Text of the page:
How to Choose Your First Canoe

by PennPaddler

Article: How To Choose Your First Canoe
Getting into canoe camping may seem scary at first, but canoe camping is really very easy. If you are totally inexperienced then you do have a few things to learn, but you don’t have to be an outdoors survival expert to take on this hobby. With some online research, a few visits to the right sporting goods store, and a Saturday afternoon in your canoe with an experienced friend you’ll be ready to hit the river with the family. And if you don’t have those experienced friends don’t fret because you can always find a nearby paddling club with experienced paddlers who are eager to take on new members.

Okay, let’s get started. Ask yourself the following questions to decide what type of canoeist you are and determine what type of canoe to purchase.

• Will you paddle rivers or lakes?
• Will you paddle short canoe camping trips or extended trips?
• Who will be your paddling partners?

When choosing the right canoe you need to know if you are going to paddle slow or fast rivers and creeks, or just flat lakes. Most recreational canoes are versatile enough to efficiently move through a variety of types of conditions. But if you are going to do extended trips, paddle with the entire family, or paddle in whitewater conditions then you will need to consider a canoe type designed for that specific type of water.

Recreational Canoe
These canoes are not really designed for any specific type of extreme paddling such as whitewater or extended tripping but it will handle most normal situations just fine. A very popular and affordable recreational canoe is the Old Town Discovery. The canoe is available in 15 and 16 foot lengths. The boat is versatile enough to paddle efficiently on backwater and slower rivers, and even handle a short section of class 2 river. The 15 foot model will easily accommodate enough gear for two adults on a one or two day trip and the 16 foot model will easily accommodate enough gear for an extended canoe trip. This is a decent canoe for paddlers who want to paddle under normal conditions such as lakes and slow rivers and creeks. The recreational canoe provides enough initial stability usually allowing for the movement you might experience from activities such as fishing, paddling with children or the family dog.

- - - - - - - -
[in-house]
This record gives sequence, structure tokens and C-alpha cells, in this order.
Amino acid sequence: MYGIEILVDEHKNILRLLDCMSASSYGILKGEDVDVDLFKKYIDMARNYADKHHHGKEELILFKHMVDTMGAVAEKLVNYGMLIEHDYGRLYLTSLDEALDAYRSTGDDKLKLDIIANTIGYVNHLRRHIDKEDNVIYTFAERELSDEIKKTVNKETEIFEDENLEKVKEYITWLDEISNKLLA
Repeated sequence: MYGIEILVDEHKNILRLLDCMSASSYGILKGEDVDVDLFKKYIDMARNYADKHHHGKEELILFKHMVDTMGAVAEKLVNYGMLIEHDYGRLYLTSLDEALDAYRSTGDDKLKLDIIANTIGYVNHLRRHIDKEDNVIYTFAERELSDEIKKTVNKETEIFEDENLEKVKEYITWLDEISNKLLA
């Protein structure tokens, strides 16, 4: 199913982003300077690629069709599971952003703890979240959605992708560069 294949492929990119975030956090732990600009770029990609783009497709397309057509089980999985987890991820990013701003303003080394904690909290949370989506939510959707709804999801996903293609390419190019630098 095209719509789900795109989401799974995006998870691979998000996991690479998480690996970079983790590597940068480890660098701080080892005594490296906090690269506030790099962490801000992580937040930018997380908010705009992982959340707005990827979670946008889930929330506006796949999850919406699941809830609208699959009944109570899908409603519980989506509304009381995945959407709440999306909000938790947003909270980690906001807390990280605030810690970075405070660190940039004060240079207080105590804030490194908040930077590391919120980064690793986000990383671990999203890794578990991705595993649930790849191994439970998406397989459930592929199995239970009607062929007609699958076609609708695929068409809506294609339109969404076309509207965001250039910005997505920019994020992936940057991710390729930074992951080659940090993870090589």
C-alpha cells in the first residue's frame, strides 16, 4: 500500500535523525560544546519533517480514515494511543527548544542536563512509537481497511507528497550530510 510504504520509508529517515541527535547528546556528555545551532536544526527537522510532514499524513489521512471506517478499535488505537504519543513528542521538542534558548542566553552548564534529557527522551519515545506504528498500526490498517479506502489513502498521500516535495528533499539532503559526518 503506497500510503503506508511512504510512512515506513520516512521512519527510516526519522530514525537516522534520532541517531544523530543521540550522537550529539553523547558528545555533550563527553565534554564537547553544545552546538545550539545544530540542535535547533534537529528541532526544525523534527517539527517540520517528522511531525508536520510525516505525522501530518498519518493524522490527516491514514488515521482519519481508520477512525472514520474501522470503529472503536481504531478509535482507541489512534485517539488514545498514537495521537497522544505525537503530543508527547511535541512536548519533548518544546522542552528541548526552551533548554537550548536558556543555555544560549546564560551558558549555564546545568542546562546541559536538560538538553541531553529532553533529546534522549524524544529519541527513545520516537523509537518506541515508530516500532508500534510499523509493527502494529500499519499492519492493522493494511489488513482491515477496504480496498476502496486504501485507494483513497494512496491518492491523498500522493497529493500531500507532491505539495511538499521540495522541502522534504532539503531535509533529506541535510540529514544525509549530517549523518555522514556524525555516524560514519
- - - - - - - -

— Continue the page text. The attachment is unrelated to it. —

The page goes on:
Touring Canoes
These boats are reasonably fast and maneuverable, they handle calm water and smaller whitewater rapids well. What these boats lack in primary stability they make up for in secondary. These boats are designed to perform in mild whitewater conditions or calm flat water. You will find that manufacturers offer these boats in many different versions. Some models are designed for paddling slower rivers with the family and some models are designed with more maneuverability for paddling more aggressive waters. A boat in this category is probably your best choice for canoe camping rivers and creeks under normal conditions.

Tripping Canoes
If you intend to paddle extended trips with plenty of gear then you may want to consider an expedition, or tripping canoe. Tripping canoes usually have a deeper volume for carrying large amounts of gear through swift river or whitewater conditions. Tripping canoes are designed for speed and are fast and are capable of covering greater distances. These canoes come in lengths of 15 to 17 feet and are usually designed for use under extreme conditions. For example some are designed with plenty of rocker enabling easier maneuverability around rocks, and whitewater while other designs enhance performance on smooth flat water.

Down River Canoes
These canoes are designed with one thing in mind, paddling down a river. They come in a variety of designs that make it possible to haul lots of gear or maneuver through whitewater. They generally are designed with rocker for quick maneuvering. This boat is for serious river tripping and might not be the best first choice for a new canoe camper.

Your Next Step
Now you know the basic canoe designs to consider during your first canoe purchase. But your homework isn’t complete. You have to remember that the canoe designs mentioned in this article are just a general outline of canoe designs. Canoe manufacturers generally will make up their own hybrid models that may be based on several of the categories mentioned in this article. Now your next step is to locate a reputable canoe dealer who will actually let you paddle their canoes. Some will allow you to paddle their boats for free, others will charge you a fee, but it is worth the 20-30 dollar charge to spend a Saturday afternoon testing boats. And some boat dealers will have open house boat testing sessions throughout the paddling season. I suggest you test paddle as many as you can before making your decision. If you can’t locate a dealer who will allow you to test their boats most paddling clubs hold events that offer the opportunity to try the members boats.

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